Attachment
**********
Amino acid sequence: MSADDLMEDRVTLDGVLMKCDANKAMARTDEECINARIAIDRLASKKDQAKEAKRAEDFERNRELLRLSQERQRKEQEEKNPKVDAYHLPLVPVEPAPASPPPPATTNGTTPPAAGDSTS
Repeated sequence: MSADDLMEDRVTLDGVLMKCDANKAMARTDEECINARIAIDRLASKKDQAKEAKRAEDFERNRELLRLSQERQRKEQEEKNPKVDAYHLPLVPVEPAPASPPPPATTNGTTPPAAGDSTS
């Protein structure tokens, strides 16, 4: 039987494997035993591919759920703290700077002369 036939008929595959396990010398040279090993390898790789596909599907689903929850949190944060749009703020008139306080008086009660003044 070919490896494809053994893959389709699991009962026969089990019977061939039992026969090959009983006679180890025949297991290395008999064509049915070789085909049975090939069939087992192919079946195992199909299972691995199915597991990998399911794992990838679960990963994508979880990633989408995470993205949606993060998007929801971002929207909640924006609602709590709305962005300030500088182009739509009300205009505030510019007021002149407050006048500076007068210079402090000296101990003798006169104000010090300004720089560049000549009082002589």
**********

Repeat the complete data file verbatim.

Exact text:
Amino acid sequence: MSADDLMEDRVTLDGVLMKCDANKAMARTDEECINARIAIDRLASKKDQAKEAKRAEDFERNRELLRLSQERQRKEQEEKNPKVDAYHLPLVPVEPAPASPPPPATTNGTTPPAAGDSTS
Repeated sequence: MSADDLMEDRVTLDGVLMKCDANKAMARTDEECINARIAIDRLASKKDQAKEAKRAEDFERNRELLRLSQERQRKEQEEKNPKVDAYHLPLVPVEPAPASPPPPATTNGTTPPAAGDSTS
């Protein structure tokens, strides 16, 4: 039987494997035993591919759920703290700077002369 036939008929595959396990010398040279090993390898790789596909599907689903929850949190944060749009703020008139306080008086009660003044 070919490896494809053994893959389709699991009962026969089990019977061939039992026969090959009983006679180890025949297991290395008999064509049915070789085909049975090939069939087992192919079946195992199909299972691995199915597991990998399911794992990838679960990963994508979880990633989408995470993205949606993060998007929801971002929207909640924006609602709590709305962005300030500088182009739509009300205009505030510019007021002149407050006048500076007068210079402090000296101990003798006169104000010090300004720089560049000549009082002589």